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  • Writer's pictureJustin Turner

Benefits of a Camper Shell on Your Toyota Tacoma

If you're an overlander or an outdoor enthusiast who loves to explore off-road destinations, you might be considering a camper shell for your Toyota Tacoma. Camper shells, also known as truck caps or toppers, can provide many benefits to your vehicle. However, there are also some downsides to consider. In this article, we'll take a closer look at the advantages and disadvantages of a camper shell for a Toyota Tacoma overland truck.


  1. Extra Storage: Camper shells provide additional storage space to your truck bed, which can be extremely helpful when packing for an extended trip. You can easily store camping gear, cooking supplies, and other essentials without worrying about them getting wet or dirty.

  2. Security: Camper shells are lockable, which means you can secure your belongings when you leave your vehicle unattended. This is especially important if you're traveling in areas with high crime rates or if you're carrying expensive equipment.

  3. Weather Protection: A camper shell can provide protection from rain, wind, and sun, making your camping experience more comfortable. You can also install a roof rack on top of the camper shell to carry additional gear.

  4. Improved Fuel Efficiency: With a camper shell installed, your Toyota Tacoma will be more aerodynamic, which can improve fuel efficiency. This means you can save money on gas while enjoying your outdoor adventures.


  1. Reduced Accessibility: Camper shells can make it more difficult to access your truck bed, especially if you have larger items to load or unload. You may also need to climb into the truck bed to access your gear, which can be challenging for some people.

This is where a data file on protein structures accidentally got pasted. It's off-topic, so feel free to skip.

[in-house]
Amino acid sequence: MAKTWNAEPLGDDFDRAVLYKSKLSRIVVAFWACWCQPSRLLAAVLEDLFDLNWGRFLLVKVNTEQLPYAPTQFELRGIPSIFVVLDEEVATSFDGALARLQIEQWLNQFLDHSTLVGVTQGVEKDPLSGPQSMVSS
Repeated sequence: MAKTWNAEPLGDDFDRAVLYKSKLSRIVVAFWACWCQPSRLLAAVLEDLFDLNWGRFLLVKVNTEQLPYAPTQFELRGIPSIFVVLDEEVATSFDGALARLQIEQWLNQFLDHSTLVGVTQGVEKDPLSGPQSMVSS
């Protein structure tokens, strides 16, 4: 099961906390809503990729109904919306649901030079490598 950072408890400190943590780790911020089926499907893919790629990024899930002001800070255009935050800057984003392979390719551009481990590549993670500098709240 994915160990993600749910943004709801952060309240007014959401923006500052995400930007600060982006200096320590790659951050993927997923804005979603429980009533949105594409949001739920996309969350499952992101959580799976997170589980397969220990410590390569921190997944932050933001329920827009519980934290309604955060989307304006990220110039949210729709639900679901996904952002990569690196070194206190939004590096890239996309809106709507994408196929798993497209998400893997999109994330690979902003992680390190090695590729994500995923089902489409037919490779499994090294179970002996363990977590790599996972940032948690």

2. Limited Headroom: If you're planning to sleep inside your camper shell, you'll need to consider the limited headroom.

Personal Setup:

I've had an ARE Z-Series camper shell on my 2017 Tacoma since I bought the truck in 2016. Initially I had planned to buy some sort of drawer system, but at the time there were limited options, and the options available were PRICEY. Truck Vault was one of those, but the cost was way too expensive IMO ($3K+). Decked eventually released a nice unit for the Tacoma, but by then I had already made up my mind on a simple yet efficient DIY option.

My solution was as follows: 3'4" plywood resting on 2x6 cross beams. It's a 4-piece system that is lightweight and easy to add/remove from my truck. It also cost me less than a few hundred bucks! See below for the specific components:

2x6 lumber spans the width of the truck bed using the pre-existing notches in the bedliner

3/4" plywood was cut in mirror image pieces to sit on top of the 2x6 cross beams. The front/outside corners were cut at an angle to account for the angled bed design. I also added handles (for easy maneuvering), and aluminum angle to protect the front edges.

Many different items can be easily stored underneath the platform, including 6" tall plastic tubs from Home Depot. To prevent items from sliding all the way to the back, the rubber bed mat helps or you can add a ratchet bar between the wheel wells.

To fancy my truck bed up a bit, I also added LED lighting strips from Matt Gecko LED's (wired to the battery and rear passenger taillight), as well as custom shades that magnet to the metal screw heads in the camper shell window frames. For the bed I use a 3" thick tri-fold mattress and regular bed sheets.

If you are considering a camper shell, I hope this overview helps give you some inspiration for your own setup. A brand new shell is not cheap (about $4K for the ARE Z), but there are a lot of used shells on the market; and if you are willing to have a different color your options are even wider. Inside you can do a lot for under $500, giving yourself a great setup for your overlanding or weekend warrior camping adventures.

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